Far more interesting than the faux-economic populism of the gazillionaire-owned New York tabloids to Wall Street bonuses, is the reaction from the financial community itself. There is, at least at the top level (you won’t hear any complaining about bonuses being too big from analysts or junior vice presidents), a bit of a sense that things are getting out of hand. Of course, this is usually heard from executives at other investment banks complaining about Goldman Sachs, or Goldman Sachs executives complaining about hedge funds. Blackstone’s Steve Schwarzman has a refreshingly unenvious take on this year’s bonus awards, as evidenced by this interview with the Financial Times.
FT: There’ve been some big pay days on Wall Street recently. Are you seeing that have an impact on your ability to have people come work here?
MR SCHWARZMAN: It hasn’t affected the private equity business because apparently pay is pretty good here. After this interview, actually, we have a meeting that’s going to be finalising compensation for the people at the firm, so I have some idea of where we are, and nobody’s crying for private equity people or other people on Wall Street. I think it brings up a larger issue, you know, of inequality of pay for work in this society, because people in the financial business have been on an incredible run. It’s been one of the few industries in the States that is ideally adapted for globalisation. And think that, looking forward, this publicity around Goldman Sachs’s earnings, and publicity of what individuals are making - you know, America’s a place where people like to have the American dream, everybody’s successful - you know, Wall Street’s doing so well now, it’s certainly not an object of any sympathy for anyone.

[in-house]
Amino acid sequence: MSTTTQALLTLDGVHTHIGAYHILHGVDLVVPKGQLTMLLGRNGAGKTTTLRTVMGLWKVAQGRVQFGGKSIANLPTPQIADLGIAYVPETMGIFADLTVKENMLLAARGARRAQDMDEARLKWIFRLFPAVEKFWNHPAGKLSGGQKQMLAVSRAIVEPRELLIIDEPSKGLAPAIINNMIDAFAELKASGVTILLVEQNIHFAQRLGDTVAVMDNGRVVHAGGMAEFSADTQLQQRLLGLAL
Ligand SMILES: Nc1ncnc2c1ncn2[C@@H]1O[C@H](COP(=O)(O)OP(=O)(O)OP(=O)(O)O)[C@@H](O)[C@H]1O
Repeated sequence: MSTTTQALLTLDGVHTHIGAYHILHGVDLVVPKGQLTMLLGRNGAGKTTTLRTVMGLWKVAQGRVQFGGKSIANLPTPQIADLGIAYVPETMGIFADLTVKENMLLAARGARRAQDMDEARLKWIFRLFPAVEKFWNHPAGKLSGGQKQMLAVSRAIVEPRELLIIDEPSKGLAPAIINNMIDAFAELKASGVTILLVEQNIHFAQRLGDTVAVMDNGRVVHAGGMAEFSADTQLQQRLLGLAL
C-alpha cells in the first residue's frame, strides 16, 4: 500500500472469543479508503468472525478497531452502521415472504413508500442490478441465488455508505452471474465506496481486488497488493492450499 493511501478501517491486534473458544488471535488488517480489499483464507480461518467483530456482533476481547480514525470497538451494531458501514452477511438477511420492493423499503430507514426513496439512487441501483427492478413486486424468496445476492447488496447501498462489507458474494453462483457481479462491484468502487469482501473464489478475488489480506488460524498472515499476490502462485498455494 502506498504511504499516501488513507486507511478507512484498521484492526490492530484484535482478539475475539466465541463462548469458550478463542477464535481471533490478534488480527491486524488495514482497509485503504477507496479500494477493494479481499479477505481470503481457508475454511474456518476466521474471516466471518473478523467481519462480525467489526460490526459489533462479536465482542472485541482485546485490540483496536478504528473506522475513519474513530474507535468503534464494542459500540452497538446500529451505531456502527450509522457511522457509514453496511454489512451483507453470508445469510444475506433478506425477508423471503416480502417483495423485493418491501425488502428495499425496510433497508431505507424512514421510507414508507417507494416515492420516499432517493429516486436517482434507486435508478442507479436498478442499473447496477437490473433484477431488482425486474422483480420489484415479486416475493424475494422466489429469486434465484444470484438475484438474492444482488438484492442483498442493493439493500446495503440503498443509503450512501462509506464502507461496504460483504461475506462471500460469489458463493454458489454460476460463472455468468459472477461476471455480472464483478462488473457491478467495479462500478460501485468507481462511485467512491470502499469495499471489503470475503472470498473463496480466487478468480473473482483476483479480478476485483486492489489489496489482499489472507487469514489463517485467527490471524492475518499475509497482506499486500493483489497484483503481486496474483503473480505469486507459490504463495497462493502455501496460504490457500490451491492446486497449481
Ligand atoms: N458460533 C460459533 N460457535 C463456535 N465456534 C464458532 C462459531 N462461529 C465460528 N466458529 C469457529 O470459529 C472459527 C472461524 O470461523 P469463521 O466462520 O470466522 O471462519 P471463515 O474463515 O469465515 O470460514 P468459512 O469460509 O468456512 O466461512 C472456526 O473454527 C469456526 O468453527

FT: Do you see this as becoming a political or social problem going forward?
MR SCHWARZMAN: It’s hard to know, but it’s got more of a potential to be a problem than less. You know, going forward, the middle class in the United States hasn’t done as well over the last twenty years as people in the high end. Part of the compact in America is that everybody’s got to do better. Part of that is caused by globalisation, which really can’t be stopped. You can’t run from that.
FT: Does there have to be some sort of political action?
MR SCHWARZMAN: There doesn’t have to be. Better to deal with this by having the middle class do better rather than just sort of whacking somebody on either side of that. There are a lot of different ways addressing a problem.
Also, DealBook today points toward Schwarzman’s explanation for why there is so little competitive bidding between private equity firms. Hint: he doesn't think its collusion.
View from the Top: Stephen Schwarzman, CEO of The Blackstone Group [Financial Times]